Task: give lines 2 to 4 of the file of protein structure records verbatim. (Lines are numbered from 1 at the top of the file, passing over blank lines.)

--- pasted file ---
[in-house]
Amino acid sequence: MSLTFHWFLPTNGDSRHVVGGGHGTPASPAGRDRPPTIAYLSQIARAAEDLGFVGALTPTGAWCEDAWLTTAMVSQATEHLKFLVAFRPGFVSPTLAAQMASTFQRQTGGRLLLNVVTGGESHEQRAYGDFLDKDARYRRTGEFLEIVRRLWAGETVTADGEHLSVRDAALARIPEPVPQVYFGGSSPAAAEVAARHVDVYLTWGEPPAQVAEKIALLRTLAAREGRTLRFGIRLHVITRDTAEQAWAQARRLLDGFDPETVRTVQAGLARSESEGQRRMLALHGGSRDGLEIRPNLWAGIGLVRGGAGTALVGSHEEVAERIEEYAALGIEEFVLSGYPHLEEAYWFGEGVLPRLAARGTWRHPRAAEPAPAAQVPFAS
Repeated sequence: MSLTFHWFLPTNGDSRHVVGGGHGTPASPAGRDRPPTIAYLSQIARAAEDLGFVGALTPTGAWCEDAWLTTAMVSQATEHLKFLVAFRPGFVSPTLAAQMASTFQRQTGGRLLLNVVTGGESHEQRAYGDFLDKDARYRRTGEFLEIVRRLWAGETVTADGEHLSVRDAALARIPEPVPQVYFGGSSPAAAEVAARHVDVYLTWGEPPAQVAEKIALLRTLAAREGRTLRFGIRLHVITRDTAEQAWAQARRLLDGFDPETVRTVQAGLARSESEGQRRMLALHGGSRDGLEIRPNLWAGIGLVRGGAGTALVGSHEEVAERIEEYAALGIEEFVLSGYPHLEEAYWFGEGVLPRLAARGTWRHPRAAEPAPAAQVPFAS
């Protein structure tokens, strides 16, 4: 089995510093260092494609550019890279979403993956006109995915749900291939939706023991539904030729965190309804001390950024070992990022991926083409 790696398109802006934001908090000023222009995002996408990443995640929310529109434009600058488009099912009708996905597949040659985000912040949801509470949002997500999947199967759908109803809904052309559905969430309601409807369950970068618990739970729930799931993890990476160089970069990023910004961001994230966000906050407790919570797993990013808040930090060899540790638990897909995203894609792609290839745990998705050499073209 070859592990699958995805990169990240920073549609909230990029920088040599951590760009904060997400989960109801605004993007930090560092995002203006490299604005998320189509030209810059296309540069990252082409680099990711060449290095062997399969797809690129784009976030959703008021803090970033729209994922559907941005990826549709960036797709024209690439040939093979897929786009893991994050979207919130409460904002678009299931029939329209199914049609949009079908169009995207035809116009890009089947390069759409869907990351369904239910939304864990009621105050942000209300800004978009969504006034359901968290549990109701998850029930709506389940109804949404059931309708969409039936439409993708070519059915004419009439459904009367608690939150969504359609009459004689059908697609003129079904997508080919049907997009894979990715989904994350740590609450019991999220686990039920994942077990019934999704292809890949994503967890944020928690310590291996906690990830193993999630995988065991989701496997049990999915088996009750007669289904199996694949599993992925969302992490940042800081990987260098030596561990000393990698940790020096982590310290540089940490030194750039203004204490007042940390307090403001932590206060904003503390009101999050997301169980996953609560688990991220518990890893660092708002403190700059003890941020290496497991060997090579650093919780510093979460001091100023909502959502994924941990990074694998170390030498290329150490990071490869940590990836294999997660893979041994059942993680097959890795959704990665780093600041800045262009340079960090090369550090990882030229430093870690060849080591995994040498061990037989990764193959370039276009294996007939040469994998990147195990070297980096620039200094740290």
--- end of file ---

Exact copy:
Amino acid sequence: MSLTFHWFLPTNGDSRHVVGGGHGTPASPAGRDRPPTIAYLSQIARAAEDLGFVGALTPTGAWCEDAWLTTAMVSQATEHLKFLVAFRPGFVSPTLAAQMASTFQRQTGGRLLLNVVTGGESHEQRAYGDFLDKDARYRRTGEFLEIVRRLWAGETVTADGEHLSVRDAALARIPEPVPQVYFGGSSPAAAEVAARHVDVYLTWGEPPAQVAEKIALLRTLAAREGRTLRFGIRLHVITRDTAEQAWAQARRLLDGFDPETVRTVQAGLARSESEGQRRMLALHGGSRDGLEIRPNLWAGIGLVRGGAGTALVGSHEEVAERIEEYAALGIEEFVLSGYPHLEEAYWFGEGVLPRLAARGTWRHPRAAEPAPAAQVPFAS
Repeated sequence: MSLTFHWFLPTNGDSRHVVGGGHGTPASPAGRDRPPTIAYLSQIARAAEDLGFVGALTPTGAWCEDAWLTTAMVSQATEHLKFLVAFRPGFVSPTLAAQMASTFQRQTGGRLLLNVVTGGESHEQRAYGDFLDKDARYRRTGEFLEIVRRLWAGETVTADGEHLSVRDAALARIPEPVPQVYFGGSSPAAAEVAARHVDVYLTWGEPPAQVAEKIALLRTLAAREGRTLRFGIRLHVITRDTAEQAWAQARRLLDGFDPETVRTVQAGLARSESEGQRRMLALHGGSRDGLEIRPNLWAGIGLVRGGAGTALVGSHEEVAERIEEYAALGIEEFVLSGYPHLEEAYWFGEGVLPRLAARGTWRHPRAAEPAPAAQVPFAS
């Protein structure tokens, strides 16, 4: 089995510093260092494609550019890279979403993956006109995915749900291939939706023991539904030729965190309804001390950024070992990022991926083409 790696398109802006934001908090000023222009995002996408990443995640929310529109434009600058488009099912009708996905597949040659985000912040949801509470949002997500999947199967759908109803809904052309559905969430309601409807369950970068618990739970729930799931993890990476160089970069990023910004961001994230966000906050407790919570797993990013808040930090060899540790638990897909995203894609792609290839745990998705050499073209 070859592990699958995805990169990240920073549609909230990029920088040599951590760009904060997400989960109801605004993007930090560092995002203006490299604005998320189509030209810059296309540069990252082409680099990711060449290095062997399969797809690129784009976030959703008021803090970033729209994922559907941005990826549709960036797709024209690439040939093979897929786009893991994050979207919130409460904002678009299931029939329209199914049609949009079908169009995207035809116009890009089947390069759409869907990351369904239910939304864990009621105050942000209300800004978009969504006034359901968290549990109701998850029930709506389940109804949404059931309708969409039936439409993708070519059915004419009439459904009367608690939150969504359609009459004689059908697609003129079904997508080919049907997009894979990715989904994350740590609450019991999220686990039920994942077990019934999704292809890949994503967890944020928690310590291996906690990830193993999630995988065991989701496997049990999915088996009750007669289904199996694949599993992925969302992490940042800081990987260098030596561990000393990698940790020096982590310290540089940490030194750039203004204490007042940390307090403001932590206060904003503390009101999050997301169980996953609560688990991220518990890893660092708002403190700059003890941020290496497991060997090579650093919780510093979460001091100023909502959502994924941990990074694998170390030498290329150490990071490869940590990836294999997660893979041994059942993680097959890795959704990665780093600041800045262009340079960090090369550090990882030229430093870690060849080591995994040498061990037989990764193959370039276009294996007939040469994998990147195990070297980096620039200094740290």